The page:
SALT - Tuesday, 14 Cheshvan 5779 - October 23, 2018

  • Rav David Silverberg
Please pray for a refua sheleima for
Michael Yaacov ben Chava Dvora
            Towards the end of Parashat Vayera, we read the famous story of akeidat Yitzchak, God’s command to Avraham to slaughter his beloved son, a command which God rescinded only once Avraham bound Yitzchak on an altar and lifted the knife to slaughter him.  An angel appeared to Avraham and promised that God would grant great reward to his descendants “on account of the fact that you did this, that you did not withhold your son, your only son” (22:16).
            The Midrash (Bereishit Rabba 56:11) raises the question of why these rewards were promised strictly on account of akeidat Yitzchak.  As tradition teaches, Avraham withstood ten different tests to his faith, and, according to the Midrash, akeidat Yitzchak marked the final of these ten trials.  (Rabbenu Yona, in his commentary to Pirkei Avot 5:3, famously advances a different view, claiming that Avraham’s tenth trial was the need to purchase Me’arat Ha-makhpeila, which happened after akeidat Yitzchak.)  Why, then, was Avraham deemed worthy of these rewards only now, after passing the tenth and final test?  Did he not deserve these great blessings – or at least most of them – for passing the first nine tests?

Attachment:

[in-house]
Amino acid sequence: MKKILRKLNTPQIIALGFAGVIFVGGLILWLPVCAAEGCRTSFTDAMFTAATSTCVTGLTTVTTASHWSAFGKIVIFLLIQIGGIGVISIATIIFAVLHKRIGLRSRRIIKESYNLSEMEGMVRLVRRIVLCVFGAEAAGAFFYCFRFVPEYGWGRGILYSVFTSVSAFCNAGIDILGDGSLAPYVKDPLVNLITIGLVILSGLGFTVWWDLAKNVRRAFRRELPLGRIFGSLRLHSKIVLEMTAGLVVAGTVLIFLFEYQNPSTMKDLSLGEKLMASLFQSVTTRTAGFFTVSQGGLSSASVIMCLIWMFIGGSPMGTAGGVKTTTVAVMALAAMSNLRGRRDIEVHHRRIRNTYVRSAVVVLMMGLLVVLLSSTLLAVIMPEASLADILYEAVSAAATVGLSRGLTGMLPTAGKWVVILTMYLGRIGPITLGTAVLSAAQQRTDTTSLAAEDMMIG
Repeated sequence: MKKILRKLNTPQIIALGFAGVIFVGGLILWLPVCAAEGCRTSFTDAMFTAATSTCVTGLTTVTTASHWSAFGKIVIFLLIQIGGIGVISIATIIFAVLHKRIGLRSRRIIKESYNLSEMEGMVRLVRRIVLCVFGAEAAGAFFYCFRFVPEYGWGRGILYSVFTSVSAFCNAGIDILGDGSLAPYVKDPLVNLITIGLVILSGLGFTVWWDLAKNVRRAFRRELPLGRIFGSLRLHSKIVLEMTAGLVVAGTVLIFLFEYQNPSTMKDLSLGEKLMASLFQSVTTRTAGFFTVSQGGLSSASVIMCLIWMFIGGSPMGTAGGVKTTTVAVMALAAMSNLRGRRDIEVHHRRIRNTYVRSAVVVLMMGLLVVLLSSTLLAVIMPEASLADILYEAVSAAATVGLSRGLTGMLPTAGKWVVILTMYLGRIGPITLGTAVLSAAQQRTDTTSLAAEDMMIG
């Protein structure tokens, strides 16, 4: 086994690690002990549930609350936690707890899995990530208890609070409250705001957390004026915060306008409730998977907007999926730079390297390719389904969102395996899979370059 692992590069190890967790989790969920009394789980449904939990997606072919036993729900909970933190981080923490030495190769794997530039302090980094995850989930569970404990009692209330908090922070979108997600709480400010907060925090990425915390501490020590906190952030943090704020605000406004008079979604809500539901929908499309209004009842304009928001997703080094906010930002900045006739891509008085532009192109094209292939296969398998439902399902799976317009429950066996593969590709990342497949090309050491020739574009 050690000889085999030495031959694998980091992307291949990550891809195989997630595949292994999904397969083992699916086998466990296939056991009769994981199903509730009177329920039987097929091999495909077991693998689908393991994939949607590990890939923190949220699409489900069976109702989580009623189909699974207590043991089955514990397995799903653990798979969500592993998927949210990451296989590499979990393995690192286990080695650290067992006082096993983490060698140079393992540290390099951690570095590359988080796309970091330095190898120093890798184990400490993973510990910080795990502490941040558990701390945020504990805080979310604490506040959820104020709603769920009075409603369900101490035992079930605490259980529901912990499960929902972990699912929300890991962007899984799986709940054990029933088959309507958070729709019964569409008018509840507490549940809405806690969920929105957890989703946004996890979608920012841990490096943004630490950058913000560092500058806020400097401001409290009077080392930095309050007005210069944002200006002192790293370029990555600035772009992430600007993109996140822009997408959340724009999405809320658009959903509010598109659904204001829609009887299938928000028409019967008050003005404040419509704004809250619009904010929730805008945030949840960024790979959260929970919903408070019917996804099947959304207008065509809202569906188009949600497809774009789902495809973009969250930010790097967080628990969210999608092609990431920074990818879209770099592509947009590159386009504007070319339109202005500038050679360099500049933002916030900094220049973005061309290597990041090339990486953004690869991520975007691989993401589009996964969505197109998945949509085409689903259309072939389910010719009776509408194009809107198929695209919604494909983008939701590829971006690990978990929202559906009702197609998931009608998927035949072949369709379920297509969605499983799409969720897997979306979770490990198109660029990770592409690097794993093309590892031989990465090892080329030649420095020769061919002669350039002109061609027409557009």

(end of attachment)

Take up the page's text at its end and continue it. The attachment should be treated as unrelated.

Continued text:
The Midrash answers that this final test was “equal to all” the others, and “if he had not accepted it upon himself, he would have lost everything.”  Indeed, if Avraham had not withstood the unfathomable test of akeidat Yitzchak, he would have forfeited all the reward he had accrued for surmounting the first nine trials.  The Midrash does not, however, explain why this was the case.
            It appears that the Midrash seeks to teach that successfully struggling to pass one challenge – or even many challenges – does not absolve us of the need to then struggle to pass others that come our way.  Avraham, the founder of God’s special nation, was given ten different tests which he needed to overcome to teach that religious life entails a wide array of different challenges, and not just one or two, and all are equally vital.  Achieving in one area of Torah obligation does not exempt us from the others, because they are all indispensable components of a complete, integrated life of religious devotion.  The Midrash’s comment thus likely speaks not of the unique test of akeidat Yitzchak, but rather of its being the final test, the test which demonstrated Avraham’s preparedness to overcome the full range of obstacles and challenges that can confront a person at the different stages and stations in life.  We are thus reminded of our responsibility to work and exert effort to succeed in all the various different aspects of Torah life, and never excuse ourselves from one area on the basis of our success in another.